Hello makers!
I have a nice project with a lot of steel and quite some interesting electronics to show you today. This project sprouted from a concrete necessity that I had. I needed a kitchen hood but I wanted it to be hanging in a way that would hover over the cooker without ruining the mosaic tiles at the back of it.
So I decided to build one, I wanted the kitchen hood to be durable so I decided to make it in stainless steel and I wanted it to be basic but technological so what else could I chose if not the great Arduino board to be the heart of it.
I must admit that eventually the final product ended up quite more lavish than what I had expected. However I’m very satisfied with it now that I’m using it every day and I hope that you will like it as well and that you will be creative and customize yours if you are going to embark on this project. Unfortunately, this is not a low budget project, as you could easily end up with -500$ in your bank account at the end of it. I have already thought about some improvements that I have added at the end.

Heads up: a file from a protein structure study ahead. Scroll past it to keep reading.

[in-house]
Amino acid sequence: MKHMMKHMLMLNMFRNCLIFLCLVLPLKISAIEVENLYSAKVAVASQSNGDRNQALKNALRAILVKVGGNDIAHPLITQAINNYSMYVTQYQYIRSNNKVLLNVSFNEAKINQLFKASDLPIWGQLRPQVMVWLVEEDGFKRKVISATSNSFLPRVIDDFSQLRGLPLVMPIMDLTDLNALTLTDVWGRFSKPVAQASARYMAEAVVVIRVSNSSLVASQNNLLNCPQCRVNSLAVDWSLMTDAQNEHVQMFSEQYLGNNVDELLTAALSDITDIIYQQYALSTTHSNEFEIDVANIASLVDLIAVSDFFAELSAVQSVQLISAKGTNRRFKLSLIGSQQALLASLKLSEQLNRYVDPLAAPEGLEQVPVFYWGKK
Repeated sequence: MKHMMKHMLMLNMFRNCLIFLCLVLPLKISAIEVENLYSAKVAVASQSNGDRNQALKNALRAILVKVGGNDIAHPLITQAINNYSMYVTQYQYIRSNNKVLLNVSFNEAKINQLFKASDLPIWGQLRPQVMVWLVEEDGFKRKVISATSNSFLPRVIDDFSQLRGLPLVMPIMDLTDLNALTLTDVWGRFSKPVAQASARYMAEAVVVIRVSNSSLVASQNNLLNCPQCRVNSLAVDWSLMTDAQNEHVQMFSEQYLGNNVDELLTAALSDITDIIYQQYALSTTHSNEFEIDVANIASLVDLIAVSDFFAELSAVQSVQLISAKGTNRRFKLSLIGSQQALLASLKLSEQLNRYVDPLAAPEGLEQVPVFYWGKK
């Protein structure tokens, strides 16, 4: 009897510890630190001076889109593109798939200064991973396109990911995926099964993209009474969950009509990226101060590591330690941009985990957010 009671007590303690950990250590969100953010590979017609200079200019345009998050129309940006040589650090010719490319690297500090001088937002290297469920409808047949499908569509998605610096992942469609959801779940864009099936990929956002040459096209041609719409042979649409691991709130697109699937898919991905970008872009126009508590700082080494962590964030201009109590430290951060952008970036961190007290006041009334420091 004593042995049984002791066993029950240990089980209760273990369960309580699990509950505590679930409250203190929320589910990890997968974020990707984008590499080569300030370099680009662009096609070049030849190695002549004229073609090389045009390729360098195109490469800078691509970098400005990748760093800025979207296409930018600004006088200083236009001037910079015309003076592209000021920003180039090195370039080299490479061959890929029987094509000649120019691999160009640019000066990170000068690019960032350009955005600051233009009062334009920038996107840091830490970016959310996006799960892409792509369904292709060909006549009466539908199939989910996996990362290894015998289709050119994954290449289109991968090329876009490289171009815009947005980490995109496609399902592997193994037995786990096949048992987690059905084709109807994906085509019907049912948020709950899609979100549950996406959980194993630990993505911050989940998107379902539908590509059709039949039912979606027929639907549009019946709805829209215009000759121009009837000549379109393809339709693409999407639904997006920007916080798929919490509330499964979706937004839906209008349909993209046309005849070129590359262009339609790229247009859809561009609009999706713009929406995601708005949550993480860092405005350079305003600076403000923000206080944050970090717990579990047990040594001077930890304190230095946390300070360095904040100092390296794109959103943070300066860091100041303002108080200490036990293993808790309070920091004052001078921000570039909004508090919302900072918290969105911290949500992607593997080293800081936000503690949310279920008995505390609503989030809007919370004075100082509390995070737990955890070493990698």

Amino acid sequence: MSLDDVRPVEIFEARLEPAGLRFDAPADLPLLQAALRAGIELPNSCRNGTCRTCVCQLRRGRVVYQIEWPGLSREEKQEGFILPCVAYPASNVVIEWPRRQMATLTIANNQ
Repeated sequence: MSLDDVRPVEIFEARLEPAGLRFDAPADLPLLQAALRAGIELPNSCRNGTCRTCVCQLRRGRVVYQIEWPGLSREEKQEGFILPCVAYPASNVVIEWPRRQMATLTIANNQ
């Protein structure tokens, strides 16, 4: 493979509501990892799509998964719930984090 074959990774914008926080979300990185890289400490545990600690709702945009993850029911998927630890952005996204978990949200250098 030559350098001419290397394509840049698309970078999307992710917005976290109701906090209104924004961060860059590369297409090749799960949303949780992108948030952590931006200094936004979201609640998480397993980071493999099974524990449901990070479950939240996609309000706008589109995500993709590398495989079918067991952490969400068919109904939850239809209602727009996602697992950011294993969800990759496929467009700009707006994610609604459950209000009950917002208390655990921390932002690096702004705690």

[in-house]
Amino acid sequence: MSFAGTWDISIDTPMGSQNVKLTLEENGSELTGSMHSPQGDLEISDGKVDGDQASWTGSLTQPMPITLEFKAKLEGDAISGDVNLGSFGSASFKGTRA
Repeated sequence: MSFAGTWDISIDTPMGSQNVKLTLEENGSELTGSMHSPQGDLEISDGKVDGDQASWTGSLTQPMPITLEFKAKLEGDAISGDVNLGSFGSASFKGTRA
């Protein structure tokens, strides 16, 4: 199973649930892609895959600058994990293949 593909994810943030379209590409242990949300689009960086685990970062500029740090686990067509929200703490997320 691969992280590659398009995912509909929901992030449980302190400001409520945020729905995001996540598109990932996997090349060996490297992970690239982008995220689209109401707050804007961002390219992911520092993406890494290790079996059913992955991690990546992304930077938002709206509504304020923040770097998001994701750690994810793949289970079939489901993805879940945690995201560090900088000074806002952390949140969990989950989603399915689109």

This tech project divides into the following sections:
- Concept and sketch
- List of electronic and mechanical parts
- 3D Mechanical design
- Production of mechanical parts (I recommend you delegate this to someone that has a big laser to cut steel)
- Electronic wiring
- Firmware coding
- Final mechanical assembly
- Cooker hood fixing

But before starting:
Disclosure: I am not responsible for any damage that you could have if you follow this project.
- This project involves working with AC relays and wiring cables that carry high voltage, 220V in my country. Always double-check all wires to be sure are connected properly. It is imperative that you test the circuit assembled on an electrical system that has a circuit breaker and grounding, in my county all domestic electrical wiring must comply with this two norms. If you get shocked with 220V you won’t die but make sure you release the metal immediately if this happens. In a few words: don’t end up electrocuted!
- The hardware is going in a place that could get very dirty so it is advisable to use silicone, electronic gel or resin to protect it as the grease could form a bridge between the electronic contacts and cause a short-circuit.
- Working with stainless steel is dangerous as it require a high power laser to cut it, it is hard to bend and also involve TIG welding to solder the pieces. I recommend that if you don’t have all this gear and the skills you ask a well-equipped blacksmith or a company in your area to help you out. They are very likely to ask for a compensation in return for their services.
- Once you have the mechanical parts make sure you always use thick gloves during the assembly as steel sharp edges may cause serious wounds.”


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